Malaysian polls: political heirs make their debutFebruary 22nd, 2008 - 2:38 pm ICT by admin
Kuala Lumpur, Feb 22 (IANS) Many children or or other relatives of Malaysian politicians are making their foray into politics by either contesting seats or campaigning alongside the leaders for the country’s 12th general elections. In some cases, the children are contesting their father’s seat while some others will try their luck from other constituencies for the March 8 elections.
Among the notable political heirs is Mukhriz Mahathir, son of long-time prime minister Mahathir Mohamad.
Mahathir had prevented his son from contesting as long as he was the prime minister.
Ethnic Indian politician Karpal Singh is expected to field one of his four sons, Govind Singh Deo, although a formal announcement has not yet been made, The Star newspaper said Friday.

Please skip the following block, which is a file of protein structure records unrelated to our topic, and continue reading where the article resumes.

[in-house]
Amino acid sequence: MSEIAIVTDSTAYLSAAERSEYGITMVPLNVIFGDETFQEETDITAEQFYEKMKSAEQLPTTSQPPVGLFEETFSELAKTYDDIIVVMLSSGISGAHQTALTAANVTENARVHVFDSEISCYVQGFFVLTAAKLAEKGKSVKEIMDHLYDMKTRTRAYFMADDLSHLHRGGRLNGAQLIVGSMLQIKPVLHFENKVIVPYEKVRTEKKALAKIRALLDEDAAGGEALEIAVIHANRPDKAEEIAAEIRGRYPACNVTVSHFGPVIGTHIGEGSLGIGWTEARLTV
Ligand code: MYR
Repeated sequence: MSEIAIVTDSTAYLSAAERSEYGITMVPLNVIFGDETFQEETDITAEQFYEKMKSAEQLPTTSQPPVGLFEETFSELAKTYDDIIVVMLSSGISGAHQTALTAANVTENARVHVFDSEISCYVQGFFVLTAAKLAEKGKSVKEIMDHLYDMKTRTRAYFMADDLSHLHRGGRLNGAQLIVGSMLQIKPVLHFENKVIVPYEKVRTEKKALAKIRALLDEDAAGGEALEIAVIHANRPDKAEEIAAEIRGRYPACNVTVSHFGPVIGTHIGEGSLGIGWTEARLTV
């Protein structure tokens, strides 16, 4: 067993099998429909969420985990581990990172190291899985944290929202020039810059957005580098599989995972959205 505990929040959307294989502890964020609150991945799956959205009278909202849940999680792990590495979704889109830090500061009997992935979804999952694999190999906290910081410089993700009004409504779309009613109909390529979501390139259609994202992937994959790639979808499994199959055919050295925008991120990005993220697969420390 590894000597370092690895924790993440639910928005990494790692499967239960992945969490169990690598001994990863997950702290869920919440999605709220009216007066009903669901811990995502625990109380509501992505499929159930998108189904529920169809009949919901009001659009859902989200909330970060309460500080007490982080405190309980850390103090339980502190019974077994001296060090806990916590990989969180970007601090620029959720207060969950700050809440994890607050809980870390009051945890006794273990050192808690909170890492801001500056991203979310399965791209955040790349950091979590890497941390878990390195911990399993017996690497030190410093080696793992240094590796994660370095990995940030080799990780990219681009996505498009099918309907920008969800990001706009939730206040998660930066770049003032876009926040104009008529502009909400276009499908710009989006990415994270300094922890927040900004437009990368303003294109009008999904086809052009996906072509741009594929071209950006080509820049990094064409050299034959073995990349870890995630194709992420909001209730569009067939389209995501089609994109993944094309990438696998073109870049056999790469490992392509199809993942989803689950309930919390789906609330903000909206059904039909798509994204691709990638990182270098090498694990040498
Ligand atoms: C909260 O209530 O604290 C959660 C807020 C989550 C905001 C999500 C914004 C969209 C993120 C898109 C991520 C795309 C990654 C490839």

Earlier speculation had been that Karpal Singh, who is chairman of the opposition Democratic Action Party (DAP), might field two of his sons.
Former health Minister Chua Soi Lek, who quit some weeks ago after being caught on camera having a sex romp, has yielded his seat to his son Chua Tee Yong.
Chua belongs to the Malaysian Chinese Association (MCA), which represents ethnic Chinese who constitute 33 percent of Malaysia’s 27 million people.
A daughter-in-law is also making her political debut. Roselinda Abdul Jamil’s father-in-law is Zakarai Mohamad Deros, a lawmaker from Selangor.
Relatives of former lawmakers who will be making their debut this year are Sulaiman Abdul Rahman Taib, Ling Hee Leong, Lim Si Pin and Nurul Izza Anwar.
Political aides of some leaders are also contesting the elections, hoping to bolster their bosses’ careers while charting their own. Among them is Deputy Prime Minister Najib Tun Razak’s political secretary Mohamad Fatmi Che Salleh, The New Straits Times reported.
Contrary to earlier reports, Vel Paari, son of Malaysian Indian Congress (MIC) chief S. Samy Vellu, does not figure in the list of the party’s nominees. MIC represents the 2.5 million ethnic Indians, estimated to be eight percent of the population.